For the pop health transition, small steps won’t work

By James Furbush | February 7, 2017

Data snapshot

15% of Advisory Roundtable attendees strongly agreed their organizations were well aligned around a shared vision of population health.

Key Takeaways

  1. Having visibility and insight into community organizations that can impact care has become enormously problematic.
  2. Lack of meaningful, usable data at the point of care is significant barrier to population health management.
  3. High-risk populations are the most responsive to prevention and expense management strategies.

The goals of population health are clear: To improve the quality and effectiveness of care while controlling costs for a defined group of people.

But as Megan Clark of The Advisory Board Company notes, "the transition path couldn't be murkier."

To help provide some clarity, athenahealth brought together 79 executives from 72 ACOs, health systems, provider organizations, and consulting firms for a series of five roundtable discussions. The goal: to find out what it takes to successfully transition to a population health model of care.

Participants examined obstacles and opportunities their organizations face and identified promising strategies for navigating the transition process.

“Managing population health is a challenging concept," says Anil Keswani, M.D., corporate vice president of ambulatory care and population health management at Scripps Health. “It involves a set of strategies and capabilities that many of us are still wrestling with at this point."

Throughout the discussions, athenahealth used the leadership triangle framework, articulated by Harvard Business School professor Amy Edmondson, to focus leaders on three crucial elements of their organizations — vision, culture, and operations.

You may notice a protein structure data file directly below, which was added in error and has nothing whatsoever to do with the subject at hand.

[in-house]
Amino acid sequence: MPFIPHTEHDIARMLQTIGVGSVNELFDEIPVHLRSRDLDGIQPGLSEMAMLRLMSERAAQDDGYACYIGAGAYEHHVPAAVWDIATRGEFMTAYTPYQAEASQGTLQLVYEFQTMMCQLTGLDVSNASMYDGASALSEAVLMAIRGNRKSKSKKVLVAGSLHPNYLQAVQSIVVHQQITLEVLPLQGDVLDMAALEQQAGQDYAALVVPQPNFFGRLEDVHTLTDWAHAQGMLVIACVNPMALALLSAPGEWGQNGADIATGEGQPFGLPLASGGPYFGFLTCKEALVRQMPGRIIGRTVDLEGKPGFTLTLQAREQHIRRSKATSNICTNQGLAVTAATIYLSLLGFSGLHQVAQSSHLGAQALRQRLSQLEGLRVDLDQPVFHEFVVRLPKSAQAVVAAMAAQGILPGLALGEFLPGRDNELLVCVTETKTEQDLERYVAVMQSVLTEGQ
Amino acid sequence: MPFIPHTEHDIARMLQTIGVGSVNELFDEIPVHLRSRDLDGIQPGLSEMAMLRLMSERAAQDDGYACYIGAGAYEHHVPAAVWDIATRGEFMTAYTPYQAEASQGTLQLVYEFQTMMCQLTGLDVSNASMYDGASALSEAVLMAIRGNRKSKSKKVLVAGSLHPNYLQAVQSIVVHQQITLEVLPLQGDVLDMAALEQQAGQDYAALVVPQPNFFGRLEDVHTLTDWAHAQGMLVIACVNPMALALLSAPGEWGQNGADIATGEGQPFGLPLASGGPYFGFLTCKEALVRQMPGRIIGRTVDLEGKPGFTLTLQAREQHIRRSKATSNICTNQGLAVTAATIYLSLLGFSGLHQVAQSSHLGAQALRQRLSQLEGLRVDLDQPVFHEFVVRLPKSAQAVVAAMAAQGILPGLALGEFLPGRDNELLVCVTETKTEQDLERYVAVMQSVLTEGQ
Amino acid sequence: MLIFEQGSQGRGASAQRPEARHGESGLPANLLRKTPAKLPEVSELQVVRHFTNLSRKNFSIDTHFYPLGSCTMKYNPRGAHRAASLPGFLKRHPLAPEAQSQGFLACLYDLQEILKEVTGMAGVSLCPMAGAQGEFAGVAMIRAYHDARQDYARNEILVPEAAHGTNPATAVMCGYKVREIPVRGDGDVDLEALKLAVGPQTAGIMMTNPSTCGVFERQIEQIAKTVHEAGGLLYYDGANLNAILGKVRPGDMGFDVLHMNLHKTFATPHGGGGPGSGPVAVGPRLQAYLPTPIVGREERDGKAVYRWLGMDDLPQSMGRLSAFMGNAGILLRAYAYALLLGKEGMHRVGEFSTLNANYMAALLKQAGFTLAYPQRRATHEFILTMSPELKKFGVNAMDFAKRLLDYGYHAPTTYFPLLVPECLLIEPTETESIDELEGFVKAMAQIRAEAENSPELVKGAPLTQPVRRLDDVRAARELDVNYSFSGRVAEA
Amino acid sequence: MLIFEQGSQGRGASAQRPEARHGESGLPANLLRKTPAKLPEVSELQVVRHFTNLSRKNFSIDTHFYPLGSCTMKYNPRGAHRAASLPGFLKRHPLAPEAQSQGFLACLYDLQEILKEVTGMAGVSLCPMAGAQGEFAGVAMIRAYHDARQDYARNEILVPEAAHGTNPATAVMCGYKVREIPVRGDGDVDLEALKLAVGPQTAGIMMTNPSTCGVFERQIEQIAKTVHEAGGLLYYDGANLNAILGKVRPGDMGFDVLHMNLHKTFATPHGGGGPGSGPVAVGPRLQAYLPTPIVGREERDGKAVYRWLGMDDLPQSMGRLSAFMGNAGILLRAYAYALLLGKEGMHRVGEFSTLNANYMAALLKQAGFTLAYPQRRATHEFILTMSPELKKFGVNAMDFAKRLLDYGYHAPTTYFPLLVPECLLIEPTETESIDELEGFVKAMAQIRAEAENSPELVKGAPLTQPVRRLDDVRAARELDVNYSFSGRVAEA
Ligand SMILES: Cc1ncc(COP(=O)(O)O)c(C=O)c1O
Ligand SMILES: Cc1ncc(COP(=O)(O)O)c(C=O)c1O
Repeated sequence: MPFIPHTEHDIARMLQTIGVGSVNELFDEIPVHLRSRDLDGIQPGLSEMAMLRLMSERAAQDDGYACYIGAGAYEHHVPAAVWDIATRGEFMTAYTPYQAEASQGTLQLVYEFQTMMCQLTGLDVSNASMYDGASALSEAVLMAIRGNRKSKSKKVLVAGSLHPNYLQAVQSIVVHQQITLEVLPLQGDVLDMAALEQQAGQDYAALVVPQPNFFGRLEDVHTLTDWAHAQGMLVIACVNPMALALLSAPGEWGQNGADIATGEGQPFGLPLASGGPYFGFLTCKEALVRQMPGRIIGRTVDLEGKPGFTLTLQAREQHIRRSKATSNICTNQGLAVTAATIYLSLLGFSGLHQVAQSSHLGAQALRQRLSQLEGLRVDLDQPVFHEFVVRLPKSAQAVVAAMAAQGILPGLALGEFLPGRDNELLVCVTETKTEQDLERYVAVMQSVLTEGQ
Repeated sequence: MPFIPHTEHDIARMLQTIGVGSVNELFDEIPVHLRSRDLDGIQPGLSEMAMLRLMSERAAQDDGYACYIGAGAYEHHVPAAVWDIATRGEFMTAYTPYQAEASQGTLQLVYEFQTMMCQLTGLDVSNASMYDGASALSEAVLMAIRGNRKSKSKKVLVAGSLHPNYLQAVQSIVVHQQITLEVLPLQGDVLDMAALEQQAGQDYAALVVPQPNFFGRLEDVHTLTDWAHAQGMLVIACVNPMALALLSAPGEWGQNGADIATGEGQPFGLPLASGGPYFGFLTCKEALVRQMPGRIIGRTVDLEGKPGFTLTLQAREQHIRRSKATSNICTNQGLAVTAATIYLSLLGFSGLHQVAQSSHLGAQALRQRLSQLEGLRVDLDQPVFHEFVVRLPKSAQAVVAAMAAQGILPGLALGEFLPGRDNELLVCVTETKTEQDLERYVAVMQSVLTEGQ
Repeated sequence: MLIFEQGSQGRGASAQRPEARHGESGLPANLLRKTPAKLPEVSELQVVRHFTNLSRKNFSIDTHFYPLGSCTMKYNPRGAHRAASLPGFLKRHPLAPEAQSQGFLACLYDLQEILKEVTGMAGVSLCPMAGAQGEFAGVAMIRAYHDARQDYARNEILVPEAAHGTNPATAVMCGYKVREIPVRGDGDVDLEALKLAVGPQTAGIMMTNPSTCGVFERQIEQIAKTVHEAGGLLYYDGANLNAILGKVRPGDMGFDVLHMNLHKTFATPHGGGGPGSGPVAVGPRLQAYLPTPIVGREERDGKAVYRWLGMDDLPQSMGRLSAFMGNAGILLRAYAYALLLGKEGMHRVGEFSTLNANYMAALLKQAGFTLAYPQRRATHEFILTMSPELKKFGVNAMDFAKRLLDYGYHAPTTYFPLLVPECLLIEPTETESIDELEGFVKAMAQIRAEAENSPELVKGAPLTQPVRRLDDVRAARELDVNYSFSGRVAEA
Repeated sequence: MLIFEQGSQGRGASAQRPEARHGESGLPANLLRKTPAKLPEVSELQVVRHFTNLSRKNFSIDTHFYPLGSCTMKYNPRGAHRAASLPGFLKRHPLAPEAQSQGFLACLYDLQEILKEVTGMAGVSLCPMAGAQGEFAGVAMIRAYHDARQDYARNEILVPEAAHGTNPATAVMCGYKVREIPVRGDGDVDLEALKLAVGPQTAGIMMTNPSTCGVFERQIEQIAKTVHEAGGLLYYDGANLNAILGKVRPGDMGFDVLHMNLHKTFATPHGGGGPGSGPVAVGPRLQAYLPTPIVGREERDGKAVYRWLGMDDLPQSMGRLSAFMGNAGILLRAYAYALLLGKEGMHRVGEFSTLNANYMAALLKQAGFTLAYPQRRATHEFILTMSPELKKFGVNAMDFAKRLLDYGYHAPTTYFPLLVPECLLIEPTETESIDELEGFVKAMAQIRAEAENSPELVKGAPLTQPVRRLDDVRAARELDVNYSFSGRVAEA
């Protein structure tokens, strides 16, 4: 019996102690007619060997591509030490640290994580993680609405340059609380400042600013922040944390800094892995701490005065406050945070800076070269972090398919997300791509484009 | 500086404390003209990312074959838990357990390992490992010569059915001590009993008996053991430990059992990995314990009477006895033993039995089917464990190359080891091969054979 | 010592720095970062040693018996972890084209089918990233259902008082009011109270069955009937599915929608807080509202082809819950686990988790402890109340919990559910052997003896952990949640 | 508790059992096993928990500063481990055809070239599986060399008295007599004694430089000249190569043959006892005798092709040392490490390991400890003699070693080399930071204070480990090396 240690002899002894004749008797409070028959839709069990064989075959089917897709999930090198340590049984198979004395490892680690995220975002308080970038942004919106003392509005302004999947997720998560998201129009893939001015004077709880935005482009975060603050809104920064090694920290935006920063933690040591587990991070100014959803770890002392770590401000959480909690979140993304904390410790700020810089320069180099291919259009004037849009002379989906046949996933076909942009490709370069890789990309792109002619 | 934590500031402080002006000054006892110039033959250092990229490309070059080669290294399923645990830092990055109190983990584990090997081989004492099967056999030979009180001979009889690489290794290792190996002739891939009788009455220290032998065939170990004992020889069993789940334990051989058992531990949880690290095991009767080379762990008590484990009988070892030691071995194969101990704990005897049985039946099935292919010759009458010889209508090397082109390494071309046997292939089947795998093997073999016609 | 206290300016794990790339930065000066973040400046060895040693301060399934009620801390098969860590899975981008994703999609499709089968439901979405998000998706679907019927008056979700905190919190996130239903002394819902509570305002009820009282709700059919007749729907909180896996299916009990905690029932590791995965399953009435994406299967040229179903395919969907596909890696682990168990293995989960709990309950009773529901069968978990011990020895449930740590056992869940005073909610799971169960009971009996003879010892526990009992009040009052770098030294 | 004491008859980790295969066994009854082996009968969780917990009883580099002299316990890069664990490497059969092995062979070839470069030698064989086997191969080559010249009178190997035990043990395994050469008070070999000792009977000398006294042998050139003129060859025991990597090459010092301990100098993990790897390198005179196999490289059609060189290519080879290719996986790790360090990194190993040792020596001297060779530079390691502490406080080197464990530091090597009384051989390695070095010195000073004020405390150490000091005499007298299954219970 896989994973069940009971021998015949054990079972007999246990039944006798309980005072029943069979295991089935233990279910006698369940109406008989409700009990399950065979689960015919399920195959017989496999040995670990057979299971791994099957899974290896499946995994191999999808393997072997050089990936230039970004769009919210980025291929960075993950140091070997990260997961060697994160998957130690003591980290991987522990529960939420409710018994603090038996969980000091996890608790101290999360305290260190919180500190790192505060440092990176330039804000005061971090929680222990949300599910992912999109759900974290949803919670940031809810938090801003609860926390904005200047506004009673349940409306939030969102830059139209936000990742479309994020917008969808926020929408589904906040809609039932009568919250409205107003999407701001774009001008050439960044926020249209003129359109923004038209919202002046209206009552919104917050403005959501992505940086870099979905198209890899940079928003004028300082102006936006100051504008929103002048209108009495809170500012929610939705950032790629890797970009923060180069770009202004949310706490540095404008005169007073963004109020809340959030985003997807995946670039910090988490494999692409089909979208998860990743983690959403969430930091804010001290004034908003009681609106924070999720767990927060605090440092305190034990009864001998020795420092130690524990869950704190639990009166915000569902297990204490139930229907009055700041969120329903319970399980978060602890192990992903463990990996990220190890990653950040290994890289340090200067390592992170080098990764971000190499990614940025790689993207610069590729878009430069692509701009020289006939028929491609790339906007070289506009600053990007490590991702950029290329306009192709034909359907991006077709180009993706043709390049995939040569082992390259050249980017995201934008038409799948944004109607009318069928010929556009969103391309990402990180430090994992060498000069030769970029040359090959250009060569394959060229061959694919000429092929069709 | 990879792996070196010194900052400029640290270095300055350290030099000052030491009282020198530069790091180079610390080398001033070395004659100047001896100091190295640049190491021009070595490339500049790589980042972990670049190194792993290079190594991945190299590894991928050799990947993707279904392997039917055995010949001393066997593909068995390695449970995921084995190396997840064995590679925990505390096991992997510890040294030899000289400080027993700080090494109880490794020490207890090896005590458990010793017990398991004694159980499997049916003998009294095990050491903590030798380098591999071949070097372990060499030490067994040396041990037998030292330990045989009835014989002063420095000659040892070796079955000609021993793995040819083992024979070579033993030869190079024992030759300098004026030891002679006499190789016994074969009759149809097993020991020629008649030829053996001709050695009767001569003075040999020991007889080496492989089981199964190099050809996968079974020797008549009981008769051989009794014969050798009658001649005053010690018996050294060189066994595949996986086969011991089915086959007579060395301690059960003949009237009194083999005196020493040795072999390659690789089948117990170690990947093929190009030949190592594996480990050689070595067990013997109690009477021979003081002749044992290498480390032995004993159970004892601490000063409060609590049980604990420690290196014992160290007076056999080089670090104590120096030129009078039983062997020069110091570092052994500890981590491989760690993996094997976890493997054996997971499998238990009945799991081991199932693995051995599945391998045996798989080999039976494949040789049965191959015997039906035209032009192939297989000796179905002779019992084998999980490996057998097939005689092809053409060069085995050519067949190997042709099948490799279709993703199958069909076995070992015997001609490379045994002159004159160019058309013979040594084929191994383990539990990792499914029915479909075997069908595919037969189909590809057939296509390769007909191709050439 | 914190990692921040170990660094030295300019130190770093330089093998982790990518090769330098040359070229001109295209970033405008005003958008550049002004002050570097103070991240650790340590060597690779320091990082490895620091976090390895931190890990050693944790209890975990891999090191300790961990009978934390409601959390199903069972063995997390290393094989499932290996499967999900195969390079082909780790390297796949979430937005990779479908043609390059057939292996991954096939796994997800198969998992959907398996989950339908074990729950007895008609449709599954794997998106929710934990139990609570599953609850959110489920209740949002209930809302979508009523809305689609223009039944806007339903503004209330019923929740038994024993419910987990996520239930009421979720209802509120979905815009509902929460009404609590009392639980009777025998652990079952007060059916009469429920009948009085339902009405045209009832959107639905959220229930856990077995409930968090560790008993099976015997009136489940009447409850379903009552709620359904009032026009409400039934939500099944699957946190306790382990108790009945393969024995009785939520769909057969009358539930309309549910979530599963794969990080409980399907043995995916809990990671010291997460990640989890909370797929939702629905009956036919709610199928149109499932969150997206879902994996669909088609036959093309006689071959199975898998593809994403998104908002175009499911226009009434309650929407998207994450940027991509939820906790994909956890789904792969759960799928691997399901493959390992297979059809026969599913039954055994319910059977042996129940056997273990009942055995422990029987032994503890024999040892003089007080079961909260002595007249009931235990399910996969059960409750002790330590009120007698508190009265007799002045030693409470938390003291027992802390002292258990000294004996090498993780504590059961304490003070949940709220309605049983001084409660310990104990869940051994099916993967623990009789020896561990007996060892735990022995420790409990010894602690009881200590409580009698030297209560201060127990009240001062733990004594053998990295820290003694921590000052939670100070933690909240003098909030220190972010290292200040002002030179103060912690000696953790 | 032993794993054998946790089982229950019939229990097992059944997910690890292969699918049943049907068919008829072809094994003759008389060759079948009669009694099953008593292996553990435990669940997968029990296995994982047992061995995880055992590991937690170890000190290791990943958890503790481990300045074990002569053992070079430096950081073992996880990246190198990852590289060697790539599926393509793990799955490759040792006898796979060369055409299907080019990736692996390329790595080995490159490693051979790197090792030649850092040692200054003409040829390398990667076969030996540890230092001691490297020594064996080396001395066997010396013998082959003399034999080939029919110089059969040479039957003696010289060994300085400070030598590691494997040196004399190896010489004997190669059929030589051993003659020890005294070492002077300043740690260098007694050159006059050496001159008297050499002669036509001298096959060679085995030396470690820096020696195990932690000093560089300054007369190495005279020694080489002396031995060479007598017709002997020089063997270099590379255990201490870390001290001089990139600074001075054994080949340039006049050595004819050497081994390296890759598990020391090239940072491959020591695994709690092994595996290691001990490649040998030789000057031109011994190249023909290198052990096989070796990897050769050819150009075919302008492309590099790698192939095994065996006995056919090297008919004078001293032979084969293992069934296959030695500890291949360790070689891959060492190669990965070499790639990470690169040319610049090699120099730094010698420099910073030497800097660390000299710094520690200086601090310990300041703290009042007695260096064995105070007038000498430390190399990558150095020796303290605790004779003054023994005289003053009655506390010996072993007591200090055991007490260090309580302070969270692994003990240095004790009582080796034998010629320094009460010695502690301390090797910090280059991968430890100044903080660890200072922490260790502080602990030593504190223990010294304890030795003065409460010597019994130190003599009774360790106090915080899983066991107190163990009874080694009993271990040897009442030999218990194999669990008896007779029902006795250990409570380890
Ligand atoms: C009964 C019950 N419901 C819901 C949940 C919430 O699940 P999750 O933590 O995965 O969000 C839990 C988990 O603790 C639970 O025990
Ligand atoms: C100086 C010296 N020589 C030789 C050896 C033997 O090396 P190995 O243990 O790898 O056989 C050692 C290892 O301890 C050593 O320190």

Identifying obstacles

Vision refers to understanding where an organization is strategically headed and what compelling and unique value it seeks to add in its community or market. Many healthcare leaders struggle to define a vision for population health because it requires a different care model than they've been used to under fee-for-service models.

Only 15 percent of leaders polled during the roundtable discussions strongly agreed that their organizations were well aligned around a shared vision of population health. In some cases, executives reported feeling pressure from payers to enter population health management before they are ready, or said they are entering only to keep up with competitors.

Most leaders, it seems, have yet to define and communicate a clear and compelling value proposition for population health in their organizations and communities.

As a result, many leaders worry about moving too quickly. They are concerned that focusing on population health will undermine near-term revenue — that is, a healthier population will require fewer hospitalizations and procedures. Additionally, leaders report that providers are reluctant to enter into risk-based contracts, fearing they may be unfairly penalized on already low profit margins.

The greatest cultural challenge for healthcare leaders is realigning an organization's focus away from acute, episodic care and towards a team-based, collaborative model for sustaining wellness across a population. First and foremost, this shift requires buy-in from physicians. Yet many leaders point out that although many of their physicians want to be involved in population health efforts, they're reluctant to take on new roles given current workloads. In addition, specialists are still struggling to find their place in population health efforts.

Health system leaders also question how their organizations can appropriately engage patients, families, and communities in the population health model. How, for example, do they encourage high-risk patients to make positive behavior changes?